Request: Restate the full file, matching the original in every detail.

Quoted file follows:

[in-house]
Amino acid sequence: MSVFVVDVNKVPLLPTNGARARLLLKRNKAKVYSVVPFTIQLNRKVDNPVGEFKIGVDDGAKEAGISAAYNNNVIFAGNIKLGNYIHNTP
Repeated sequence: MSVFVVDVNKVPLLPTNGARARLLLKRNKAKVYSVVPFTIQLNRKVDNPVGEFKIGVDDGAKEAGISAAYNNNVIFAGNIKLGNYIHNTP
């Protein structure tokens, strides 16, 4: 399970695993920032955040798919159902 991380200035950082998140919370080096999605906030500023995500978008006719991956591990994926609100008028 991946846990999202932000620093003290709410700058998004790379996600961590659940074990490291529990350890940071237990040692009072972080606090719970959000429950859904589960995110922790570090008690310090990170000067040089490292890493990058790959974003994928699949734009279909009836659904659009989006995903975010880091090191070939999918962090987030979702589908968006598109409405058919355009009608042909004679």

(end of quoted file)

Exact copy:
[in-house]
Amino acid sequence: MSVFVVDVNKVPLLPTNGARARLLLKRNKAKVYSVVPFTIQLNRKVDNPVGEFKIGVDDGAKEAGISAAYNNNVIFAGNIKLGNYIHNTP
Repeated sequence: MSVFVVDVNKVPLLPTNGARARLLLKRNKAKVYSVVPFTIQLNRKVDNPVGEFKIGVDDGAKEAGISAAYNNNVIFAGNIKLGNYIHNTP
């Protein structure tokens, strides 16, 4: 399970695993920032955040798919159902 991380200035950082998140919370080096999605906030500023995500978008006719991956591990994926609100008028 991946846990999202932000620093003290709410700058998004790379996600961590659940074990490291529990350890940071237990040692009072972080606090719970959000429950859904589960995110922790570090008690310090990170000067040089490292890493990058790959974003994928699949734009279909009836659904659009989006995903975010880091090191070939999918962090987030979702589908968006598109409405058919355009009608042909004679």